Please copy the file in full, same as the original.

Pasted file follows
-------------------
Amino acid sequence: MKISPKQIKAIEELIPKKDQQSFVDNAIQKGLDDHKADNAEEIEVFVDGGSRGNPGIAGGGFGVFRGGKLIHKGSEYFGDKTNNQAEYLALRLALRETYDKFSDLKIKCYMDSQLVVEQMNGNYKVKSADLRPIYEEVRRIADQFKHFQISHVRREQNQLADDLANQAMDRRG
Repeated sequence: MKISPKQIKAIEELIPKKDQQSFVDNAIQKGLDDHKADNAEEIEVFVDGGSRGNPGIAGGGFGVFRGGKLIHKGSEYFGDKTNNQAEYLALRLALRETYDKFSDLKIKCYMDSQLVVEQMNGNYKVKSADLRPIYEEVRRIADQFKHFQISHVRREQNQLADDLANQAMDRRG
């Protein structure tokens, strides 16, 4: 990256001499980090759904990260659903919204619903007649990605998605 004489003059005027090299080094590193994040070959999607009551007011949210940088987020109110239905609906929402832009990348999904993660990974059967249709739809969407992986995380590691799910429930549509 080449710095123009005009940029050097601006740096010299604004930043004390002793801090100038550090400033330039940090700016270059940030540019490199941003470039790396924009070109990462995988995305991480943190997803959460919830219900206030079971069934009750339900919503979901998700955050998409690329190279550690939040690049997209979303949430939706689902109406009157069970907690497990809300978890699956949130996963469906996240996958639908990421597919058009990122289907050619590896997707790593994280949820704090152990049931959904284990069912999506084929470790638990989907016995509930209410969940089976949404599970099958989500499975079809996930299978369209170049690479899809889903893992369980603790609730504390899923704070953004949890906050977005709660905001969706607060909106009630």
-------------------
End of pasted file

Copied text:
Amino acid sequence: MKISPKQIKAIEELIPKKDQQSFVDNAIQKGLDDHKADNAEEIEVFVDGGSRGNPGIAGGGFGVFRGGKLIHKGSEYFGDKTNNQAEYLALRLALRETYDKFSDLKIKCYMDSQLVVEQMNGNYKVKSADLRPIYEEVRRIADQFKHFQISHVRREQNQLADDLANQAMDRRG
Repeated sequence: MKISPKQIKAIEELIPKKDQQSFVDNAIQKGLDDHKADNAEEIEVFVDGGSRGNPGIAGGGFGVFRGGKLIHKGSEYFGDKTNNQAEYLALRLALRETYDKFSDLKIKCYMDSQLVVEQMNGNYKVKSADLRPIYEEVRRIADQFKHFQISHVRREQNQLADDLANQAMDRRG
């Protein structure tokens, strides 16, 4: 990256001499980090759904990260659903919204619903007649990605998605 004489003059005027090299080094590193994040070959999607009551007011949210940088987020109110239905609906929402832009990348999904993660990974059967249709739809969407992986995380590691799910429930549509 080449710095123009005009940029050097601006740096010299604004930043004390002793801090100038550090400033330039940090700016270059940030540019490199941003470039790396924009070109990462995988995305991480943190997803959460919830219900206030079971069934009750339900919503979901998700955050998409690329190279550690939040690049997209979303949430939706689902109406009157069970907690497990809300978890699956949130996963469906996240996958639908990421597919058009990122289907050619590896997707790593994280949820704090152990049931959904284990069912999506084929470790638990989907016995509930209410969940089976949404599970099958989500499975079809996930299978369209170049690479899809889903893992369980603790609730504390899923704070953004949890906050977005709660905001969706607060909106009630």